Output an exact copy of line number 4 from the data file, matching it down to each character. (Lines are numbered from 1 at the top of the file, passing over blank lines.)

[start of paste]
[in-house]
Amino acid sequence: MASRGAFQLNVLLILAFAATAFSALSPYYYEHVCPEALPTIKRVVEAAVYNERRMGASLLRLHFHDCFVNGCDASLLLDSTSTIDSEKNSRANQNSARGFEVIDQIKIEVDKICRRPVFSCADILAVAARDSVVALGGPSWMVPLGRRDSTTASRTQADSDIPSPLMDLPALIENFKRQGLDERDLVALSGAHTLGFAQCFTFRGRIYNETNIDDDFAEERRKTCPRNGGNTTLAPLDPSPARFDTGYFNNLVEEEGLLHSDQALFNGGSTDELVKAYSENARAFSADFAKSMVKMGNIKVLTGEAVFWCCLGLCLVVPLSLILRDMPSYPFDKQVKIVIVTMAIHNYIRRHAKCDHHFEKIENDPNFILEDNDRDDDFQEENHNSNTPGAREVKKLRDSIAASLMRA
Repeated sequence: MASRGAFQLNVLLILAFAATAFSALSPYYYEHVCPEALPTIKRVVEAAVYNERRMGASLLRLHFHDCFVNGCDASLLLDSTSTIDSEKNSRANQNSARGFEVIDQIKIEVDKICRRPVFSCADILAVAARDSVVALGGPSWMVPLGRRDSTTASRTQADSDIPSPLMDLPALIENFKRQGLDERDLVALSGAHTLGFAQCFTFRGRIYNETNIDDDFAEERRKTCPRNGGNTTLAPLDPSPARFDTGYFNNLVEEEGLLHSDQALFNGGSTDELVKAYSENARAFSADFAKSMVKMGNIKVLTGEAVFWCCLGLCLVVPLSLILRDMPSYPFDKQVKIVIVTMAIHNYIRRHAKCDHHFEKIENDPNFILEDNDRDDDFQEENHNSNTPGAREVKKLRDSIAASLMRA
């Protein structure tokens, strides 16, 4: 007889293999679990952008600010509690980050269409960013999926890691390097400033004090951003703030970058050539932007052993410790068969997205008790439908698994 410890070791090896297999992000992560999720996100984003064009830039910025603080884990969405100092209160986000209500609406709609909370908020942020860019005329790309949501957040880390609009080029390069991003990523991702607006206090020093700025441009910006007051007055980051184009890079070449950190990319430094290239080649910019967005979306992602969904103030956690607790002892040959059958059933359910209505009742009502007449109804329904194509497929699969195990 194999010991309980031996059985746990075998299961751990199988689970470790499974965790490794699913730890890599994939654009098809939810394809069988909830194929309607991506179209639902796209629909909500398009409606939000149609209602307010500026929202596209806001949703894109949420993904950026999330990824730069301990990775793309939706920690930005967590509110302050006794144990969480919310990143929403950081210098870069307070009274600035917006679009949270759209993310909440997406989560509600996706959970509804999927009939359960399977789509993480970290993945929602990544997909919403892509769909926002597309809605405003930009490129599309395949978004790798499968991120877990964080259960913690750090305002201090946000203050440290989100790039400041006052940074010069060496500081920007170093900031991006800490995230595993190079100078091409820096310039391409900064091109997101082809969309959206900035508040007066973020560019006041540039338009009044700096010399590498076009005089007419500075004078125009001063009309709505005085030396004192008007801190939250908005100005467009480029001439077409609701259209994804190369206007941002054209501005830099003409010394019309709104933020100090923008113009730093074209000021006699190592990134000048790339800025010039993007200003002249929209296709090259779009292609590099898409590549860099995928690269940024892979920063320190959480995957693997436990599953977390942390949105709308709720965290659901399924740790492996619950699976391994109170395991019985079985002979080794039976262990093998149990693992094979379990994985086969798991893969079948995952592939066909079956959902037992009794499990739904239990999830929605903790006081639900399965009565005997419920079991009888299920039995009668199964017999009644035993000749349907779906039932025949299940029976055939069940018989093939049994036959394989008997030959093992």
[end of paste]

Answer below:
């Protein structure tokens, strides 16, 4: 007889293999679990952008600010509690980050269409960013999926890691390097400033004090951003703030970058050539932007052993410790068969997205008790439908698994 410890070791090896297999992000992560999720996100984003064009830039910025603080884990969405100092209160986000209500609406709609909370908020942020860019005329790309949501957040880390609009080029390069991003990523991702607006206090020093700025441009910006007051007055980051184009890079070449950190990319430094290239080649910019967005979306992602969904103030956690607790002892040959059958059933359910209505009742009502007449109804329904194509497929699969195990 194999010991309980031996059985746990075998299961751990199988689970470790499974965790490794699913730890890599994939654009098809939810394809069988909830194929309607991506179209639902796209629909909500398009409606939000149609209602307010500026929202596209806001949703894109949420993904950026999330990824730069301990990775793309939706920690930005967590509110302050006794144990969480919310990143929403950081210098870069307070009274600035917006679009949270759209993310909440997406989560509600996706959970509804999927009939359960399977789509993480970290993945929602990544997909919403892509769909926002597309809605405003930009490129599309395949978004790798499968991120877990964080259960913690750090305002201090946000203050440290989100790039400041006052940074010069060496500081920007170093900031991006800490995230595993190079100078091409820096310039391409900064091109997101082809969309959206900035508040007066973020560019006041540039338009009044700096010399590498076009005089007419500075004078125009001063009309709505005085030396004192008007801190939250908005100005467009480029001439077409609701259209994804190369206007941002054209501005830099003409010394019309709104933020100090923008113009730093074209000021006699190592990134000048790339800025010039993007200003002249929209296709090259779009292609590099898409590549860099995928690269940024892979920063320190959480995957693997436990599953977390942390949105709308709720965290659901399924740790492996619950699976391994109170395991019985079985002979080794039976262990093998149990693992094979379990994985086969798991893969079948995952592939066909079956959902037992009794499990739904239990999830929605903790006081639900399965009565005997419920079991009888299920039995009668199964017999009644035993000749349907779906039932025949299940029976055939069940018989093939049994036959394989008997030959093992």